TEXT-S&P reports on speculative-grade bond market

Oct 10 - After trailing off in the spring and early summer, speculative-grade corporate bond issuance in the U.S. has rebounded handsomely in September to the highest amount on record, to $34.9 billion, according to a report published today by Standard & Poor's Ratings Service, titled, "Lowest Rated U.S. Speculative-Grade Bond Issuance Enjoys The Most Favorable Lending Environment In History, But Buyers Need To Stay Mindful Of Risks." Prior to September, the proportion of speculative-grade issuance among the higher ratings ('BB+' to 'B') dominated the speculative-grade market. However, the proportion of new speculative-grade issuance in September in the lowest ratings ('B-' and below) hit a 12-month high of 37.7%.

"Fueling this increased issuance is the continuing falling yields paid out by corporate borrowers over the course of 2012," said Diane Vazza, head of Standard & Poor's Global Fixed Income Research. "Far from being the result of increased creditworthiness by corporate borrowers, this falloff in yield is more a result of investors' search for return among available investment avenues," Ms. Vazza added. This hunt for yield is also happening in Europe, as a result of ultra-low yields on government debt in most of the developed economies, forcing investors to look beyond the safest government debt.

However, while it may be tempting to pile money into the best alternative with regards to payout, the relative risks associated with speculative-grade issuers - and in particular with the lower rated issuers - remains high. Default rates for issuers in the 'BB' rating category are indeed relatively low historically, but the increases in default rates in the 'B' and 'CCC/C' categories are profound by comparison. Add to this, that the trailing 12-month default rate for the 'CCC/C' rating category has been on the rise over the course of 2012, finishing Aug. 31 at 27.2%, indicative of increased stress on this segment of the high-yield market.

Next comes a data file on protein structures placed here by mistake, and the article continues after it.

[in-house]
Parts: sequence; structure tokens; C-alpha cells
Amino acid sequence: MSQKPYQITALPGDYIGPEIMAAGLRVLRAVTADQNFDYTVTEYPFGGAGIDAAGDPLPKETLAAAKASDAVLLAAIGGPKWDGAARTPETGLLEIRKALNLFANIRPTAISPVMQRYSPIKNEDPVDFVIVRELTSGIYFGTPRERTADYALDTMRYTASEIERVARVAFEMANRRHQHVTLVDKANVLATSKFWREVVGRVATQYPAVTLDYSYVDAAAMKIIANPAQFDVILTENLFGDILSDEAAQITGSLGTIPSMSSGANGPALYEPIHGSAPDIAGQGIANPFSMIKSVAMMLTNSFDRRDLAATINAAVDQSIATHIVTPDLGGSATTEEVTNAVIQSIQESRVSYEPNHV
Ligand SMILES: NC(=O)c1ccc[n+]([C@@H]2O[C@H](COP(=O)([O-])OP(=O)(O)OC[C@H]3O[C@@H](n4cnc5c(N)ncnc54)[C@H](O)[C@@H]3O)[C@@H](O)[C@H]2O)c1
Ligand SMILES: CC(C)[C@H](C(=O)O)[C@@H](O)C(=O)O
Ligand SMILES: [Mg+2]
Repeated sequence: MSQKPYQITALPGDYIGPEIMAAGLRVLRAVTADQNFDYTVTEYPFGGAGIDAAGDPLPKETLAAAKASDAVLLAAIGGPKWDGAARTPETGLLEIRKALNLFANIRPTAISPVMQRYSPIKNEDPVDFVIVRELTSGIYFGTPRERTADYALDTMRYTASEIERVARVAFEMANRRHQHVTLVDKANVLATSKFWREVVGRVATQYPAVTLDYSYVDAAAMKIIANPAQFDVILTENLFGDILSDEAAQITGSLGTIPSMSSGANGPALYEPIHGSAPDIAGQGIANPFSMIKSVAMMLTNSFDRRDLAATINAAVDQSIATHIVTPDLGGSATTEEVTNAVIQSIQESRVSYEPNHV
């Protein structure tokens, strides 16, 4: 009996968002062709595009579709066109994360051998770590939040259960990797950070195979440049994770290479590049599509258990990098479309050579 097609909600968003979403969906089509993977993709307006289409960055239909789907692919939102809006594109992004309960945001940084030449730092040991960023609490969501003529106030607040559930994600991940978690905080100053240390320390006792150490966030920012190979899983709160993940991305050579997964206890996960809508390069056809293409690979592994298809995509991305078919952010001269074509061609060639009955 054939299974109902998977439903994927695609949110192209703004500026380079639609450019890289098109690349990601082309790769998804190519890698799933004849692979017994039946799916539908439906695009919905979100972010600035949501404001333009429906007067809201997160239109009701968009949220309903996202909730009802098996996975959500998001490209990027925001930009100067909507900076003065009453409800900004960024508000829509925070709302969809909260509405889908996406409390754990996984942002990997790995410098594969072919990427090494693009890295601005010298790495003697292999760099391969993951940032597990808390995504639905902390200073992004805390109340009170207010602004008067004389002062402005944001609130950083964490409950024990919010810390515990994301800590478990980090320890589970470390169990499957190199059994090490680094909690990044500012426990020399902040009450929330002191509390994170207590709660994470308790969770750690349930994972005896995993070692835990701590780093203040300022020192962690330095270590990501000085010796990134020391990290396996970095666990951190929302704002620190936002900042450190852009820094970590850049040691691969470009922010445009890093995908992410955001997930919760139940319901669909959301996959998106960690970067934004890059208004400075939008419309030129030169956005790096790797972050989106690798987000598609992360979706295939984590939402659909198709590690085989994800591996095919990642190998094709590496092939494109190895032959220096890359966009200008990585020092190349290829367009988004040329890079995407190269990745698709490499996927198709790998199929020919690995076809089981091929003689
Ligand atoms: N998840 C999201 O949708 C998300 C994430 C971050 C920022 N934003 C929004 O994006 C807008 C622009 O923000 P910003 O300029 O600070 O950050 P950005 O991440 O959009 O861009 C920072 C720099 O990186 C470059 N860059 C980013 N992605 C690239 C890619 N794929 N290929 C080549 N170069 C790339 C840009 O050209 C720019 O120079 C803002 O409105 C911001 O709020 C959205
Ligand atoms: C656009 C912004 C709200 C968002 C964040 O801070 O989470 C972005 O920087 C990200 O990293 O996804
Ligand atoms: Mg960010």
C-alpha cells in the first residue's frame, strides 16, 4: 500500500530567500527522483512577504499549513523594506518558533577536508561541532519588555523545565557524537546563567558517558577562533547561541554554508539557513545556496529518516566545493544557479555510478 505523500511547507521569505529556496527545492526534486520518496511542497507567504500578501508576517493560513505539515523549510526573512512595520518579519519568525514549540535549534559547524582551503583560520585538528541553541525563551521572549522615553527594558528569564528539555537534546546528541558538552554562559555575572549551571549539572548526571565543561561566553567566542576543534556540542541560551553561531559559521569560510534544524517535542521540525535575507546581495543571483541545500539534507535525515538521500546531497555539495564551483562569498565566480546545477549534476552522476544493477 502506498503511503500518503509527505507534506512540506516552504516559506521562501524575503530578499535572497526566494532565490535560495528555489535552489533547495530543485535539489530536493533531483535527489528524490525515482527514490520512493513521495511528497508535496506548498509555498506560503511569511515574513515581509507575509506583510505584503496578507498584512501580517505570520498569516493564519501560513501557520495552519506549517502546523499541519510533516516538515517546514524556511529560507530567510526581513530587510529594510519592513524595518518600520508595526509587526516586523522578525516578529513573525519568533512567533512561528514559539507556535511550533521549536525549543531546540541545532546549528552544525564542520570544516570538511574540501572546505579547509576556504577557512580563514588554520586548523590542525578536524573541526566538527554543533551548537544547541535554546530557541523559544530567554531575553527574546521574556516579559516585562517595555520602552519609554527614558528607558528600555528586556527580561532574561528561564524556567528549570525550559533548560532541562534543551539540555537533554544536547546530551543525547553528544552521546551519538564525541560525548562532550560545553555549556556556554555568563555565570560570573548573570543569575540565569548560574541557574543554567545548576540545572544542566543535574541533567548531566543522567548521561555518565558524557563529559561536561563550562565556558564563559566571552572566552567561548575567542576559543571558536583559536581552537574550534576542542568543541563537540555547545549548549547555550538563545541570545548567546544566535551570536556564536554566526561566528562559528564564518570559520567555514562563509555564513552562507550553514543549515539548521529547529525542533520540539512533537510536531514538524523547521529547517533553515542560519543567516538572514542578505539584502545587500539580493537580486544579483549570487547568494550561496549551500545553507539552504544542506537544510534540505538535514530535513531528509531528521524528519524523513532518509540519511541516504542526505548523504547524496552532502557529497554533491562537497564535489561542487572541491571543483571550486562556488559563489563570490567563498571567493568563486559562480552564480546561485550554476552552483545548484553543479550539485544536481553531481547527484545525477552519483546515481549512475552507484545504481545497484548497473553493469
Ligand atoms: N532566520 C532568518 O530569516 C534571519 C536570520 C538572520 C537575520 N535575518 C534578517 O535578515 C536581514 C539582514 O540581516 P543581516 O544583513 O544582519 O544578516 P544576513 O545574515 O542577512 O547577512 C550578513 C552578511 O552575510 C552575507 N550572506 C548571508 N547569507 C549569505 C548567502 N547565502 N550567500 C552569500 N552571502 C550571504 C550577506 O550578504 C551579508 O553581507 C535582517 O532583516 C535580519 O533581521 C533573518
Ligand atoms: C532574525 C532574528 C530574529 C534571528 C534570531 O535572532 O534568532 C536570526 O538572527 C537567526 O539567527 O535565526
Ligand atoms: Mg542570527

Nonetheless, increased risk does appear to at least provide increased rewards for the savvy bond investor, with proper timing being crucial to investment decisions. Over the last seven quarters, returns on 'CCC' and lower rated bonds hit a high of 7.9% in the first quarter of 2012, however, they dropped 10.9% during the two quarters prior to that. Returns for the 'BB' and 'B' categories have been more muted over the same period, but they have also experienced fewer and less severe periods of negative returns. Clearly the potential payoffs to investing in the riskiest speculative-grade bonds can be substantial, however, the potential losses through the combined effects of quickly declining bond prices and elevated default rates within the lowest rated bond categories is just as pronounced. The rationale for moving into this riskiest class of investments in a period marked by such low yields is understandable, but at this point in the high-yield credit cycle investing in the broad market for the lowest-rated debt has become a very risky strategy. Informed credit selection is of the utmost importance heading into the fourth quarter of 2012.

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(New York Ratings Team)

((e-mail: pam.niimi@thomsonreuters.com; Reuters Messaging: pam.niimi.reuters.com@reuters.net; Tel:1-646-223-6330;))